“Well, they bring you here to try and get you better. But if you run away and cause trouble, maybe they’ll run away too.”

“My mommy won’t leave me.” I poke my head out to look at him again. He’s still watching the sun set. My eyes are already hurting. The sun definitely isn’t that cool. In fact, I think mommy says it’s very hot.

“Don’t poke your head out or they’ll see you,” I quickly curl up under the bench again, “and you never know what people can do. Even family.” I wonder why he sounds so sad.

“I told you, my mommy isn’t mean like that.” I don’t like that he’s being mean to my mommy.

He doesn’t answer. Instead. He turns his head to look at nurse Abby and the other kids. I think I hear Maya shout something. He still won’t look at me.

“Is that what you’re doing,” the grandpa raises his eyebrows when I ask, “hiding from someone?”

“Quite the opposite child. Someone is hiding from me, and I’m afraid they’ve already run away too far for me to follow.” This time, he actually looks sad. Very sad. I kind of want to cheer him up.

“Oh,” I don’t know how to make him happy again, “Are you sick? Is that why they’re hiding?”

“I am sick, but that’s not why they left, child.”

I don’t get it, “Why then? Where are you sick?”

“If only I knew.”

I’m not sure which question he answered.

Old Man

I check my watch, inching its way ever closer to the time. I wonder if the watch will keep running after I’m gone. Maybe the water will break it. I know the water will break me. As I watch the minute hand tip over again, I find myself asking, even though I know I shouldn’t.

“Suicide. Recognise that word?”

“No,” a pause, then, “is it a bad thing? Is it like cancer? Mommy always cries when the doctor says that word.”

I smile ruefully, so young to suffer so much. Too young to understand her own suffering. Her voice still tinged with the innocent naivety of youth. Shielding her from the world’s cruelty.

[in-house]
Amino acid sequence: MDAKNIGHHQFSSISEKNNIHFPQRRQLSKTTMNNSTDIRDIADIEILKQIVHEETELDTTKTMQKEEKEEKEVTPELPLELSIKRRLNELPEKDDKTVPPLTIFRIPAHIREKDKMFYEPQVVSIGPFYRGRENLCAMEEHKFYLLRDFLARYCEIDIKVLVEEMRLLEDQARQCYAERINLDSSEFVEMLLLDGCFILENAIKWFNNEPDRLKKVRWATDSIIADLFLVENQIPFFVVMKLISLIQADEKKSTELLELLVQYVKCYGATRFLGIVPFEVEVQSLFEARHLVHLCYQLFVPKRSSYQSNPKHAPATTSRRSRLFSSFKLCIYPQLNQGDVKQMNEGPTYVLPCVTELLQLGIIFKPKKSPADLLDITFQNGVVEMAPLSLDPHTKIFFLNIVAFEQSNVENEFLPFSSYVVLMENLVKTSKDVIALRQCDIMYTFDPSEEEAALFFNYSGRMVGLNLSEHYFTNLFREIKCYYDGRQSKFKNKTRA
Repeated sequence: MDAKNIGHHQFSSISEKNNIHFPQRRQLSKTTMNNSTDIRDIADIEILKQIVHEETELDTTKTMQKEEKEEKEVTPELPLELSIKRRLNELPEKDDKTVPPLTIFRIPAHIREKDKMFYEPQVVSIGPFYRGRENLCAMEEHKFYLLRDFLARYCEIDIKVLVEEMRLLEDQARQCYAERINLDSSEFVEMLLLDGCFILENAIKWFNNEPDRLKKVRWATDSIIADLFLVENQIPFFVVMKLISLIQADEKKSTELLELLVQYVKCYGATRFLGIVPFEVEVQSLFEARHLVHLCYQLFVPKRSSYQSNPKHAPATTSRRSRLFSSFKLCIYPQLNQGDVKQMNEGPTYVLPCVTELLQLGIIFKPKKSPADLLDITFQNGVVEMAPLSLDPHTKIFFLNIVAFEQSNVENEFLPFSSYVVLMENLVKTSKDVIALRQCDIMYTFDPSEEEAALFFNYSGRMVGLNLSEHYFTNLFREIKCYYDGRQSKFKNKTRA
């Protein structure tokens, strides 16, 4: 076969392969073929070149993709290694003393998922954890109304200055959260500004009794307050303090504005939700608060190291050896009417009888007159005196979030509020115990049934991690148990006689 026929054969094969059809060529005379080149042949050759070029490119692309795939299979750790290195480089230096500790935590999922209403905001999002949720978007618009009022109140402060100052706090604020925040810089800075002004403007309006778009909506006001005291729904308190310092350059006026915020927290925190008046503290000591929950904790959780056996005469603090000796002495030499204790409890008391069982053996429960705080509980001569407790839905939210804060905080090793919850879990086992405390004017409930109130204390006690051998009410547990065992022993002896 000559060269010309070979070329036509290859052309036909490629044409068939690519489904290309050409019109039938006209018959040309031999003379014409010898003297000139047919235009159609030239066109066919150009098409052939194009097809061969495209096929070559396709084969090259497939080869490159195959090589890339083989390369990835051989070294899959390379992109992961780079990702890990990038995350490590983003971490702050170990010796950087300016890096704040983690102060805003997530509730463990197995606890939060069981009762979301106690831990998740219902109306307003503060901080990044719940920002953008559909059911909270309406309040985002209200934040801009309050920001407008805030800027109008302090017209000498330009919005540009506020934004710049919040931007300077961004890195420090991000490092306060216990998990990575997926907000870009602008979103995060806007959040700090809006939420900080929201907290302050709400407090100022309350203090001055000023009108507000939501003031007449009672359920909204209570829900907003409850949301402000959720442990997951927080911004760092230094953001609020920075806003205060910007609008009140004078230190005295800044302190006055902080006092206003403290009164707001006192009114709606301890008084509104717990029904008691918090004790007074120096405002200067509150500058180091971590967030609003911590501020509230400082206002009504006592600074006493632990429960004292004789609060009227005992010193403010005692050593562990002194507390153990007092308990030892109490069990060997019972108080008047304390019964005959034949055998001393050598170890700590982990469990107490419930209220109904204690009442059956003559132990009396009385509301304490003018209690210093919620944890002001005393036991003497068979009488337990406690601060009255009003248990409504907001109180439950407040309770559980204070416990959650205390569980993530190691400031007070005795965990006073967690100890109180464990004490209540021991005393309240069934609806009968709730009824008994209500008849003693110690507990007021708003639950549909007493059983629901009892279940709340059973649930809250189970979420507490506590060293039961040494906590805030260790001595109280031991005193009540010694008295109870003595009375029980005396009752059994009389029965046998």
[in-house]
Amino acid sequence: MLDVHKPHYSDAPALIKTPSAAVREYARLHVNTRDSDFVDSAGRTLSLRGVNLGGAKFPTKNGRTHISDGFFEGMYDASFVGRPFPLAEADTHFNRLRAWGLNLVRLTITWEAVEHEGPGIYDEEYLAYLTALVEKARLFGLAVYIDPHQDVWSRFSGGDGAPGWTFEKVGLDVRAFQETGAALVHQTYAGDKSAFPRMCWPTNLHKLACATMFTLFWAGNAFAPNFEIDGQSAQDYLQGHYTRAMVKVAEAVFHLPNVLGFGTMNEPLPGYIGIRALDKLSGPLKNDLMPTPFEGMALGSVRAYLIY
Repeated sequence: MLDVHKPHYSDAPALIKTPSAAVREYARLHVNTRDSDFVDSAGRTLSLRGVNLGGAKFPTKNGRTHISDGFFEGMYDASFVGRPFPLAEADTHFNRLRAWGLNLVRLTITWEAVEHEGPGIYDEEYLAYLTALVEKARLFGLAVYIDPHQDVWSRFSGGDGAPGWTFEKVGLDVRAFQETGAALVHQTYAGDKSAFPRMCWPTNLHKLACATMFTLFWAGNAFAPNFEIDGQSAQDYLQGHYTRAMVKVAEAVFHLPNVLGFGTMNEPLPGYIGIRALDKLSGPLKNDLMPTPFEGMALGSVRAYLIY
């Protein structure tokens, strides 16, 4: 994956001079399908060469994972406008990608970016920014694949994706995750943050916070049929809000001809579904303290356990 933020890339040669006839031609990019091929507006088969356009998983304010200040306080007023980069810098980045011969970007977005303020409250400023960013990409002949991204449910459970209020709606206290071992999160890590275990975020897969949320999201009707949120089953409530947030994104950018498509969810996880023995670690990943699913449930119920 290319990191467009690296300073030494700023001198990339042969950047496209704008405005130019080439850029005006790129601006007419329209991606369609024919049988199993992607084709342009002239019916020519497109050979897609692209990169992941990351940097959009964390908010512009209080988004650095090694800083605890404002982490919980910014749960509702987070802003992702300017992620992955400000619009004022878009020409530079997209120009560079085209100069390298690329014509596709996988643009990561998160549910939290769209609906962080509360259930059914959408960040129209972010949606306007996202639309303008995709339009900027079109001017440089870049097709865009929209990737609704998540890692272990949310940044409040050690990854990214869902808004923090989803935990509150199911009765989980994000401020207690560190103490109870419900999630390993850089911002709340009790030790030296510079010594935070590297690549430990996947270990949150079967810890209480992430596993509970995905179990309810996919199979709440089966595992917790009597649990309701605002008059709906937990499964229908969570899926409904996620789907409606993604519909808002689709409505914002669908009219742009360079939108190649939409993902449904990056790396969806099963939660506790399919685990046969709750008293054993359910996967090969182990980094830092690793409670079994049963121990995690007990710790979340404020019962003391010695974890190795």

“Not quite, but it’s unimportant. Just the ramblings of an old man.”

“The doctors also say I have two months left. Left before what?” She asks the question so innocently, it takes me a moment to comprehend. When I do, I am struck with an odd feeling.


Here is a child who has lived but a fraction of my life. Here is a child who will only get to live so long. Yet I am throwing away a gift this child will never get to even understand. My Olivia wouldn’t have wanted that. But my Olivia is of the past. Born of memories and promises never kept. Now, she is just that. Broken memories and forgotten pasts. My Olivia is not the same Olivia that left.

“I’m going to die right?” the child’s voice startles me out of my thoughts, small and unsure, “I heard mommy say it once. People disappear when they die right?”

I frown, ill-equipped to teach a young girl about mortality, “Tell you what, if you keep being a good girl and get all your blood tests, maybe you’ll get better.”

“Maybe?” She sounds sad.

“Nothing is for certain.” The sun finally falls behind the hospital walls, the world falls a shade darker.

Across the field, I hear the nurse call for the kids to come in. Calling out names to take roll. I stand, dusting myself off and turning to look at the child for the first time. Pity that I can’t properly see her.

I hear her small gasp, “Your eyes! That’s why you could look at the sun for so long!”

I laugh, taken aback by her reaction. “What’s your name kiddo?”

“Olivia, but mommy calls me Livvy. You can call me Livvy too.”

I blink in surprise. A smile blooms on my face. “Looks like our ten minutes are up Livvy. It was nice meeting you.”

As I turn to walk away, I hear the girl call out to me, “Will you be here tomorrow?”

I consider for a moment, then slowly, I nod, “I will.”

Photo: tank air on